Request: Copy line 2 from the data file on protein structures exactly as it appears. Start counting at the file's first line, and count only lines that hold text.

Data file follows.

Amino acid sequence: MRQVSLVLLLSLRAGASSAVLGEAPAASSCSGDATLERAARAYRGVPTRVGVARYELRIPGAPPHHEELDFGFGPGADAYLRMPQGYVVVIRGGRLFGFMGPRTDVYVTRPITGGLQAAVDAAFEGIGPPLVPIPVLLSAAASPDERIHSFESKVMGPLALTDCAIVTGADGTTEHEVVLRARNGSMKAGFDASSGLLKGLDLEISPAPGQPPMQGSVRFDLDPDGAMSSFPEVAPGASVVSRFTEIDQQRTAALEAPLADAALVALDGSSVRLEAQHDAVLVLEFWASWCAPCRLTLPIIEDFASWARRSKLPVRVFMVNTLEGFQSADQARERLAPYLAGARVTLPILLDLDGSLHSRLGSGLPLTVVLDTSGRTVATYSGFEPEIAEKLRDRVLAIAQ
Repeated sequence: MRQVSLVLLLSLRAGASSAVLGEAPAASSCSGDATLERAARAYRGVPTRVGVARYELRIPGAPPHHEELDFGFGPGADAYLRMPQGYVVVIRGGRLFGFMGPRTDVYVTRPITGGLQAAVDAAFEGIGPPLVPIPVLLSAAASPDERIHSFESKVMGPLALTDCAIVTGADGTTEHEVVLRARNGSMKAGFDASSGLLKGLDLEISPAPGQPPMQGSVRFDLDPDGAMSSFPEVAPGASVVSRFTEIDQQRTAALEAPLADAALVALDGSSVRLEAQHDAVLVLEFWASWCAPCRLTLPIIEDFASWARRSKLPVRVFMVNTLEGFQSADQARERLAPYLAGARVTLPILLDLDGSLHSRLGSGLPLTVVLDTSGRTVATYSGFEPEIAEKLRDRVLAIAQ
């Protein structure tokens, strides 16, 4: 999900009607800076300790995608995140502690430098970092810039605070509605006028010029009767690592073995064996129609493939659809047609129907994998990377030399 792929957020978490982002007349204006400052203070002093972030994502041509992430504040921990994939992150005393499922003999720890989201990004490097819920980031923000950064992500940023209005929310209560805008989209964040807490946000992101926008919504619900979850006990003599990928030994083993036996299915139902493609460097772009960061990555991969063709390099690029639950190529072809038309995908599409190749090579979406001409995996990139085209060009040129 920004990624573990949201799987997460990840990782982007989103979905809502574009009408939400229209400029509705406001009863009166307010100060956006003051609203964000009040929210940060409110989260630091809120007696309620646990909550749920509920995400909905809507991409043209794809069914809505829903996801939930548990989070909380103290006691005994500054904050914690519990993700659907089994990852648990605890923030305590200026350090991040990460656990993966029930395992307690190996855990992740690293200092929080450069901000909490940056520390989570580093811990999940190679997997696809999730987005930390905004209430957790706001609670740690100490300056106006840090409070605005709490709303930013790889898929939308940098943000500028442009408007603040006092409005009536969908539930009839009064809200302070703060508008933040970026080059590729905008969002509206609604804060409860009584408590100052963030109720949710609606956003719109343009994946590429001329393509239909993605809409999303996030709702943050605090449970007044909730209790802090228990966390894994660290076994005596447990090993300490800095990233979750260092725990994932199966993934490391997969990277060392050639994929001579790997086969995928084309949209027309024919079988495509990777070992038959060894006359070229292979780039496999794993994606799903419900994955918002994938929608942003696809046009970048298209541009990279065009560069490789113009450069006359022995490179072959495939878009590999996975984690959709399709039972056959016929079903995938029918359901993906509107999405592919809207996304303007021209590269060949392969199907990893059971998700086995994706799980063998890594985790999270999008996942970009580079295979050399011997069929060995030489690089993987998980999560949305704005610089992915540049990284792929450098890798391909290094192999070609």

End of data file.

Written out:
Repeated sequence: MRQVSLVLLLSLRAGASSAVLGEAPAASSCSGDATLERAARAYRGVPTRVGVARYELRIPGAPPHHEELDFGFGPGADAYLRMPQGYVVVIRGGRLFGFMGPRTDVYVTRPITGGLQAAVDAAFEGIGPPLVPIPVLLSAAASPDERIHSFESKVMGPLALTDCAIVTGADGTTEHEVVLRARNGSMKAGFDASSGLLKGLDLEISPAPGQPPMQGSVRFDLDPDGAMSSFPEVAPGASVVSRFTEIDQQRTAALEAPLADAALVALDGSSVRLEAQHDAVLVLEFWASWCAPCRLTLPIIEDFASWARRSKLPVRVFMVNTLEGFQSADQARERLAPYLAGARVTLPILLDLDGSLHSRLGSGLPLTVVLDTSGRTVATYSGFEPEIAEKLRDRVLAIAQ